US House backs committee focused on tackling threats from China
The overwhelming 365-65 bipartisan vote marked a rare area of agreement between Republicans and Democrats at the start of divided government in Washington
Washington: In a divided US House of Representatives just emerging from a bruising election for the speaker, Republicans and Democrats came together on Tuesday to vote on the one issue that unites the American political class: China.
With 365 votes for and 65 against, the House on Tuesday created a new select committee to assess and investigate the multi-dimensional political, security, technological, economic and strategic threat from China to American interests and make recommendations to stop it.
China hawk Mike Gallagher, a Republican representative from Wisconsin (R-WI), will chair the committee. Earlier, he was a Republican member in the House Armed Services Committee.
“The greatest threat to the United States is the Chinese Communist Party. The CCP continues to commit genocide, obscure the origins of the coronavirus pandemic, steal hundreds of billions of dollars worth of intellectual property, and threaten Taiwan. The Select Committee on China will push back on a bipartisan basis before it’s too late,” Gallagher said.
The committee will have nine Republicans and seven Democrats. But a segment of Democrats belonging to the progressive caucus opposed the formation of the committee.
McCarthy’s bipartisan thrust
“This will be a bipartisan committee...it is my hope, my desire, my wish that we speak with one voice, that we focus on the challenges we have. How do we bring our jobs back from China to America? How do we secure our intellectual property? How do we make sure our farmland is protected? All of that will be brought up in the committee,” newly elected Speaker Kevin McCarthy (R-CA) said on the floor of the House.
McCarthy said that the threat was “too great” to be bickering among themselves.
“I have heard my colleagues from both sides that the threat posed by communist China is serious. I fully agree. This is an issue that transcends our political parties. Creating the select committee on China is our best avenue for addressing it.”
He said that the committee would work on towards ending US dependence on China, protecting its national security, stopping the “theft of intellectual property”, and bringing supply chains back. It would also work towards stopping Chinese propaganda in schools and its lobbying efforts in Washington, as well as the CCP buying up American farmlands.
“But to stop it with one voice. It is not one party saying it. It is America united, determining our own future.”
McCarthy added that the committee will work to prevent trillions of American dollars financing “communist genocide and military modernisation”.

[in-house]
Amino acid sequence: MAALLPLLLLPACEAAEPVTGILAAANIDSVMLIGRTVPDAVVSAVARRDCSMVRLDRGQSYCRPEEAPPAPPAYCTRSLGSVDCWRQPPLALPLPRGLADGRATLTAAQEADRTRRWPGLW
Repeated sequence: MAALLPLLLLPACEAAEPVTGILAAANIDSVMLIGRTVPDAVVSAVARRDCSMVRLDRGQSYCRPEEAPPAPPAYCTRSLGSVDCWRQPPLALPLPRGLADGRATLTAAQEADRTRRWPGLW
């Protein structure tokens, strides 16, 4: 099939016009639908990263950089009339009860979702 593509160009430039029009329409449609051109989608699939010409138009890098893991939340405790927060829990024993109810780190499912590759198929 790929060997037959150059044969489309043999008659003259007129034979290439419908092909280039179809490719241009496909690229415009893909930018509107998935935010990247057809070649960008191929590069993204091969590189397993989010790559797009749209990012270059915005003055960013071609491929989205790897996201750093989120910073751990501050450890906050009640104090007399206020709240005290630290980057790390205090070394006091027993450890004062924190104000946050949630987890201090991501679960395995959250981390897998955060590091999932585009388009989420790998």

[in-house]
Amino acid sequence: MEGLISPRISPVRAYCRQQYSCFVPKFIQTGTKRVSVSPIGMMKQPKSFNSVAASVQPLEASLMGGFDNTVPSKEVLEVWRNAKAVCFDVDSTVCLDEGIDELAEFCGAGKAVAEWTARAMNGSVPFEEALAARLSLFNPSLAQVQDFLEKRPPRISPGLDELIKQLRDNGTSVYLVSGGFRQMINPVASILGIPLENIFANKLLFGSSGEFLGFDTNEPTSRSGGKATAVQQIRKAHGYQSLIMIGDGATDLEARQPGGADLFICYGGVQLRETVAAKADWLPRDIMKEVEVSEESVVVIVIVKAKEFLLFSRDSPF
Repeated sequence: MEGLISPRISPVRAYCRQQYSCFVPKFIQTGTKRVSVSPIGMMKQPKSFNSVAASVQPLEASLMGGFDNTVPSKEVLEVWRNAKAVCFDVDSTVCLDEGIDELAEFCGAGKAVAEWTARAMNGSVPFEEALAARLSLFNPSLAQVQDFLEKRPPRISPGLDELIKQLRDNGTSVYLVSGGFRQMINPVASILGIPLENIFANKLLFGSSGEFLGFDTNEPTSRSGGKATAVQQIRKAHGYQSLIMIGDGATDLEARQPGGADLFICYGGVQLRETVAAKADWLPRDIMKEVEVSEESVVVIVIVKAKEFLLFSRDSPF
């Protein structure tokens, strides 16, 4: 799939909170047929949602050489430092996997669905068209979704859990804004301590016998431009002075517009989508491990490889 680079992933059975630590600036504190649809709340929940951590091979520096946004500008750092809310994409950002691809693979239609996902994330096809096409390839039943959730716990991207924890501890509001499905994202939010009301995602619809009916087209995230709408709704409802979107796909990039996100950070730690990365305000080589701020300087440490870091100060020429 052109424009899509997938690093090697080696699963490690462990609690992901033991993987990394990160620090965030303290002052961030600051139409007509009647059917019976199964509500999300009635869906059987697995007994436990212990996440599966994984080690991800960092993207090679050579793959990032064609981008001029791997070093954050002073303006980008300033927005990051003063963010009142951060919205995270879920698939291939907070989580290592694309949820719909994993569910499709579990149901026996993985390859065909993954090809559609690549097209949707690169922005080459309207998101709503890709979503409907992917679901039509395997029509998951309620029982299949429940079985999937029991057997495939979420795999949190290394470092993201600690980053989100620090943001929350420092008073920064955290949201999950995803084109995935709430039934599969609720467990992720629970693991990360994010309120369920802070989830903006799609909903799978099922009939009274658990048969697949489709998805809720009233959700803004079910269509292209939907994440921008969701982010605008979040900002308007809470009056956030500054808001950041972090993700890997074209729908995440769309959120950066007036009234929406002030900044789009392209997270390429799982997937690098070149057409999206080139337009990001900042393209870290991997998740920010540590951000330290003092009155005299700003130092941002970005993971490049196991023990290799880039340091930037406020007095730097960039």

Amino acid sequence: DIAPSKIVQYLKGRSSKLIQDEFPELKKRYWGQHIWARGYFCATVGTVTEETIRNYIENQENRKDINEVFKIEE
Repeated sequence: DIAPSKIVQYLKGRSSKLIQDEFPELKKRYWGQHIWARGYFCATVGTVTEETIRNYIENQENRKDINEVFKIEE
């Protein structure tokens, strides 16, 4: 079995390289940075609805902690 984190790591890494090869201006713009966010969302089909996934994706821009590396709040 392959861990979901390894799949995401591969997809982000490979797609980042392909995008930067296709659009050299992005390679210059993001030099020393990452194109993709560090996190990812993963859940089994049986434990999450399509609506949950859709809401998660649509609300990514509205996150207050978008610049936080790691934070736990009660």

Members of the committee will work with all other committees to “get the job done”. The committee was for “serious lawmakers” to work as one Congress to deal with one of the greatest challenges of the future.
“No longer will we be dependent on China but no longer will we be vulnerable. We will do this together. I want this committee to last beyond who is in the majority.”
In a piece for Fox News in December, after the midterm elections, McCarthy and Gallagher said that America had spent decades pursuing policies to welcome China into the international system. “But since then, instead of embracing freedom or becoming a responsible stakeholder, Beijing has flouted international norms while exporting totalitarianism, aggression and ideological control.”
To win the “new Cold War” — the formulation of a Cold War is notable because the US administration has said that they do not see the competition with China as a new Cold War — the Republican leaders argued that the US must respond with tough policies.
“We must recognize that China’s ‘peaceful rise’ was pure fiction and finally confront the CCP with the urgency the threat demands.”
Listing out the priorities of the new committee, McCarthy and Gallagher noted the importance of restoring supply chains and ending critical economic dependencies on China and cited two examples to show this dependence.
“In 2021, the US imported a quarter of its antibiotics from China. India, a key producer of generic drugs, depends on China for 80% of the underlying active pharmaceutical ingredients — demonstrating that even ostensibly friendly sources of lifesaving drugs oftentimes ultimately trace back to China.”
The two leaders also said the committee will work to prohibit American state and local pension funds from investing in China; make an urgent case for aiding Taiwan in its self-defence and building relationships with other Indo-Pacific allies; focus on developing new weapons and stockpiles to project power; push viable alternatives to the Belt and Road Initiative; and expose Chinese lobbying at all levels in the US and its attempts to infiltrate academic institutions, among other measures.
Progressives express concern
All the 65 who voted against the formation of committee were Democrats, including 22 members of the progressive caucus led by Pramila Jayapal (D-WA). In a statement, the progressives expressed concern about “reckless and prejudiced rhetoric and policy” contributing to a rise in “anti-Asian sentiment”.
“This should not be a committee about winning a ‘new Cold War’, as the chair-designate of the committee has previously stated. America can and must work towards our economic and strategic competitiveness goals without a ‘new Cold War’ and without the repression, discrimination, hate, fear, degeneration of our political institutions, and violations of civil rights that such a ‘Cold War’ may entail,” the progressives said.
They also urged the committee to ensure the presence of strong Asian-American Pacific Islander and pro-diplomacy voices in the membership.